European grain storage bottlenecks critical despite investment: EU


Critical bottlenecks remain across the European Union’s grain storage and logistics system despite an increase in storage capacity across the continent, according to a report published by the European Commission Monday.

EU-wide storage capacity from grains, oilseeds and protein crops increased 20% from 2005-2015, while EU output was up 11% over the same period.

France currently has the largest storage capacity in the EU at 91 million mt, followed by Germany with 48 million mt, and Spain with 30 million mt.

And while the report struck a positive tone over the EU’s structural storage capacity, it noted patchy investment in the Baltic states and Poland may result in the need to periodically “free up” space,

The study’s findings chime with the pace of sales seen across the EU in recent years, with Baltic sellers typically exporting at a rapid pace early into the marketing year and sometimes acting as a transhipment route for grain out of neighbouring Russia.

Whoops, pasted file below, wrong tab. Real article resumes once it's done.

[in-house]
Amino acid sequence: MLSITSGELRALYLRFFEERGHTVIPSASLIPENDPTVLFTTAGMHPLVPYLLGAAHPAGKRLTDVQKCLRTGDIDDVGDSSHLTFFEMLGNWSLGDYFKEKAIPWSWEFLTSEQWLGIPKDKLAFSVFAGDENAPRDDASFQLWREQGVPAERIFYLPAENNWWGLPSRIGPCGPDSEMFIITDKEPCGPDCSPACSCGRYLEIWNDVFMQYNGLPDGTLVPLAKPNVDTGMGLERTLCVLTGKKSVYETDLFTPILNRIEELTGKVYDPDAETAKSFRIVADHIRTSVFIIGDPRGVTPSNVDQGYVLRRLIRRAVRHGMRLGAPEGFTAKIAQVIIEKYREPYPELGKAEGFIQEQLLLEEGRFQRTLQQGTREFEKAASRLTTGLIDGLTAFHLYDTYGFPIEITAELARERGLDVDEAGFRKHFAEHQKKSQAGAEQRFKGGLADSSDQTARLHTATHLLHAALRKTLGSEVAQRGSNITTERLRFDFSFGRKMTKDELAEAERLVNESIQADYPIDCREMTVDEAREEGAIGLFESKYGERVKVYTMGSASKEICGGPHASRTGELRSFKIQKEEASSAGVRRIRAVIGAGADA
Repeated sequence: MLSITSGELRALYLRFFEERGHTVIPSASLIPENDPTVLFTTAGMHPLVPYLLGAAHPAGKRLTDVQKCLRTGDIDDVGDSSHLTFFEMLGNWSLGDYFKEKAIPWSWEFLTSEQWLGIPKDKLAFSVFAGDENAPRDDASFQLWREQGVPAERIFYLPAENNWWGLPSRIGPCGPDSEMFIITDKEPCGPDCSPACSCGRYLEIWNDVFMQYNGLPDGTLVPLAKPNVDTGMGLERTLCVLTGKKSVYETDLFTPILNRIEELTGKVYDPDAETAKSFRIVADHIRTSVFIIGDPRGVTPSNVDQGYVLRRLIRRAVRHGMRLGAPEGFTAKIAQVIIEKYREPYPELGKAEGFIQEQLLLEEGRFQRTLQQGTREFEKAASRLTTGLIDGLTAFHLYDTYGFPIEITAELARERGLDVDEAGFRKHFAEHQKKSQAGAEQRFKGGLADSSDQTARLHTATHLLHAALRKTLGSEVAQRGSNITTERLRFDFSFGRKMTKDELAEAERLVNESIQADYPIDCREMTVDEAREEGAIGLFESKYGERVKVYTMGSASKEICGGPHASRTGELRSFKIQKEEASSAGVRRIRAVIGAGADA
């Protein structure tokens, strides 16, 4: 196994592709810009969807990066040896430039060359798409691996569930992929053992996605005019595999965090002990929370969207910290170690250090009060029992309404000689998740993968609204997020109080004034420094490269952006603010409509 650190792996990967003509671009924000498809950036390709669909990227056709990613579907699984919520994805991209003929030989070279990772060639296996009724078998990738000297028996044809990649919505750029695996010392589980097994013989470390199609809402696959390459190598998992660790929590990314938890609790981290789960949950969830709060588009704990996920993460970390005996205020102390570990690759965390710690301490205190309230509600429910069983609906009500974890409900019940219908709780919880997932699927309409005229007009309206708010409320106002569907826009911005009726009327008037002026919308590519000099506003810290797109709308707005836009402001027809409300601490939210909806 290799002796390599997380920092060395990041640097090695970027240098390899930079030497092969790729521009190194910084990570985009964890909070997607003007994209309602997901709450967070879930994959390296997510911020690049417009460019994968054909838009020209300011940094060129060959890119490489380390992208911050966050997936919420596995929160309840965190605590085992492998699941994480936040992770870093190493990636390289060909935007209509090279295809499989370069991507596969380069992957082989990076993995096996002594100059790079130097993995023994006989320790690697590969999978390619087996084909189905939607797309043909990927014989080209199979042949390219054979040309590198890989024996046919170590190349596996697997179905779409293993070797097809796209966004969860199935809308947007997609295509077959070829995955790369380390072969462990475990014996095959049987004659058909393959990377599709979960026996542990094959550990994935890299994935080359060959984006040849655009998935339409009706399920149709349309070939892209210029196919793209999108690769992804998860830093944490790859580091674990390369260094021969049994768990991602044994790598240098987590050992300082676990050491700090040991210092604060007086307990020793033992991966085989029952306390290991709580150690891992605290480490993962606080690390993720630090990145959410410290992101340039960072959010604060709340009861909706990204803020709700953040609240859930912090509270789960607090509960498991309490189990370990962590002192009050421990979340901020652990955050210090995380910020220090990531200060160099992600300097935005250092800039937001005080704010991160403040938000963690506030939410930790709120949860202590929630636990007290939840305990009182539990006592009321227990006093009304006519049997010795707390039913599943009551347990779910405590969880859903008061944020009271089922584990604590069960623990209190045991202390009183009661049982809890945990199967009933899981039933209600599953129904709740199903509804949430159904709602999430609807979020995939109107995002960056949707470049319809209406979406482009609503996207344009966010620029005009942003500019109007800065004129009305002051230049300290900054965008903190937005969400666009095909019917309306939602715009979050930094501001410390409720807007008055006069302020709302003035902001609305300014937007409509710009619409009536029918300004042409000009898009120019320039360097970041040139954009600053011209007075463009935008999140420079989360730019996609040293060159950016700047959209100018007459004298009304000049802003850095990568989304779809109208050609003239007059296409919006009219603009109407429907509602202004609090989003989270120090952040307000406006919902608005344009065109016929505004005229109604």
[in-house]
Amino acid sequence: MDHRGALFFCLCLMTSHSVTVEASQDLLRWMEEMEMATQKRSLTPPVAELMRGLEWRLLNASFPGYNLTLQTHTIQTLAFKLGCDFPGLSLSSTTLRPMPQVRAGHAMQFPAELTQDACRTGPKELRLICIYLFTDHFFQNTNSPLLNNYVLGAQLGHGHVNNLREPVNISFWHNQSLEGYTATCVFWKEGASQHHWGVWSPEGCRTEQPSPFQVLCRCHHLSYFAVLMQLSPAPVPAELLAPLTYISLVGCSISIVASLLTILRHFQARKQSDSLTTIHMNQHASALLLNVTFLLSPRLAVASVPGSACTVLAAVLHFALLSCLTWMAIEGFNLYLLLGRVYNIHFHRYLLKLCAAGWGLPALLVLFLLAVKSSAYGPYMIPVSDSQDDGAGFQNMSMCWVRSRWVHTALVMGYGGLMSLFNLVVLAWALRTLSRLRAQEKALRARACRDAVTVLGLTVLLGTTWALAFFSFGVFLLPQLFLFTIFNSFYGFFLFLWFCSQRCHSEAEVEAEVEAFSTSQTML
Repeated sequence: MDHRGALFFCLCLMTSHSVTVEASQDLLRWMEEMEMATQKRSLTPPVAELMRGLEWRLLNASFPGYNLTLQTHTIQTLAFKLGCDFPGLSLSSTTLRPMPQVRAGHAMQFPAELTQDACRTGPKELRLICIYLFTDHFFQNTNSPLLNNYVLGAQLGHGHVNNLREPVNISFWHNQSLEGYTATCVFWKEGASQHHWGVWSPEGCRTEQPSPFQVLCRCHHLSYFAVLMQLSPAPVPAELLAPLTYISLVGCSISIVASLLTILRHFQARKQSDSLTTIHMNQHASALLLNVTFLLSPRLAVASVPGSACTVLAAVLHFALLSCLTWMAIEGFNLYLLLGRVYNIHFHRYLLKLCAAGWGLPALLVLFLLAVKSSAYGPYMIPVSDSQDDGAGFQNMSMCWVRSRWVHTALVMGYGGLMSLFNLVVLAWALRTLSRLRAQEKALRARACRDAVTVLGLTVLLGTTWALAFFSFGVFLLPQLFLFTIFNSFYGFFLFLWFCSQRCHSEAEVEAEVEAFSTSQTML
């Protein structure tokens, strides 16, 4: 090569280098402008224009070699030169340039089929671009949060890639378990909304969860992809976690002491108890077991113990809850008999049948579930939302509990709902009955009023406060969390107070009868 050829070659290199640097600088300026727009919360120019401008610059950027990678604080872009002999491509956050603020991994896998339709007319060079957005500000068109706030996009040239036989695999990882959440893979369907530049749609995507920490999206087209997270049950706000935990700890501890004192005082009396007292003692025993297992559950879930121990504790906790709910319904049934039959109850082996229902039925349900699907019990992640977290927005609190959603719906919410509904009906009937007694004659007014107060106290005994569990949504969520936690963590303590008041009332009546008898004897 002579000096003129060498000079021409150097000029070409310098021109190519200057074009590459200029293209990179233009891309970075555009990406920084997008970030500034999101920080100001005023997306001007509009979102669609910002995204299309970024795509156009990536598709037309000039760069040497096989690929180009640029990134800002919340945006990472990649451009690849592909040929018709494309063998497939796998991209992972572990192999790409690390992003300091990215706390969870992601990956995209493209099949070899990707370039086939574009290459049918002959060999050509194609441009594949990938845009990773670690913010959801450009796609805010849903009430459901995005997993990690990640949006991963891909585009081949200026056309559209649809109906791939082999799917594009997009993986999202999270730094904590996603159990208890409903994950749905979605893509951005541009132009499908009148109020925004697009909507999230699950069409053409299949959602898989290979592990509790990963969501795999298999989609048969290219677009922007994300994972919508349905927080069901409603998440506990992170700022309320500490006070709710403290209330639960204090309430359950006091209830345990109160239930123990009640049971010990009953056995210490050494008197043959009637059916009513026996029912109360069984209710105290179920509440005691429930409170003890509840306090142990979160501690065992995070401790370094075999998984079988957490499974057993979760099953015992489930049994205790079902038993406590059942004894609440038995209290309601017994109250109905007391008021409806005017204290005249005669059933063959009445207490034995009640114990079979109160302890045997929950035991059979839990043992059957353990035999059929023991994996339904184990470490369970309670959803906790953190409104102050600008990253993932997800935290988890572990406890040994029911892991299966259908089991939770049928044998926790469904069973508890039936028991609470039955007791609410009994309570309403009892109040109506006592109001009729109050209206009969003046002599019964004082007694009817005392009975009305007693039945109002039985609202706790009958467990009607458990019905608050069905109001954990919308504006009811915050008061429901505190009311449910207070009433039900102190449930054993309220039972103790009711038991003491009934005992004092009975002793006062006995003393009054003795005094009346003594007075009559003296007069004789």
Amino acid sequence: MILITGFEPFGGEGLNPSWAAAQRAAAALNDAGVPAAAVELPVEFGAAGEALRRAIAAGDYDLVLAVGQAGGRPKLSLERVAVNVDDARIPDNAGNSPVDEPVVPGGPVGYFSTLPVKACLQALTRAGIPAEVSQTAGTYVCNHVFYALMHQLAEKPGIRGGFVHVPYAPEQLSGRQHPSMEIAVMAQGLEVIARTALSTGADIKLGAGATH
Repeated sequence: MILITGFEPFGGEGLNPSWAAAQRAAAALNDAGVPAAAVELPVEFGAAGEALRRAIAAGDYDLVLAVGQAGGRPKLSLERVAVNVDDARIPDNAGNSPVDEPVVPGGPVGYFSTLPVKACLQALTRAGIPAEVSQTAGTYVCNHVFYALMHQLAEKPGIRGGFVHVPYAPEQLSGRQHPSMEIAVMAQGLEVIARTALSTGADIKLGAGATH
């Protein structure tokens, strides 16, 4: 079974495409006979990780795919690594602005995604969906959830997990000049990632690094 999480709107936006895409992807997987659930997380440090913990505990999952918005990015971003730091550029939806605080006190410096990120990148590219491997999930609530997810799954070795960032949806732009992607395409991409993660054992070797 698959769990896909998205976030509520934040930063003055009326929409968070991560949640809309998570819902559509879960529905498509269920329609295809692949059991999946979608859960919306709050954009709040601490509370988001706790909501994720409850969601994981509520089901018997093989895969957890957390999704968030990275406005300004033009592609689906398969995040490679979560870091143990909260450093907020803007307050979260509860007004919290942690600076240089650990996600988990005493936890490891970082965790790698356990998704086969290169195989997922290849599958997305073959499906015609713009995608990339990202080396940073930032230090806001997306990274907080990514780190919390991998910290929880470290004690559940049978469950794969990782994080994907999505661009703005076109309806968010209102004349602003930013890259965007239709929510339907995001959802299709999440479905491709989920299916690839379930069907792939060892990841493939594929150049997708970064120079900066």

While the Polish crop is occasionally withheld from the market, this typically takes place at the farm level, where the report identified a concentration of national storage space.

French sellers, meanwhile, can hold back for later in the season and wait for higher prices, as cooperatives and trade houses take advantage of investment in storage capacity.

A similar situation can be seen in Romania and Bulgaria, where trade houses have invested heavily in developing extra storage capacity, selling heavily from ports such as Constanta, Varna, and Burgas.

Issues also remain along major transport corridors, with 18 identified as posing problems along the Danube, half of which are in Romania or Hungary.

Readers choice: TOP-5 articles of the month by UkrAgroConsult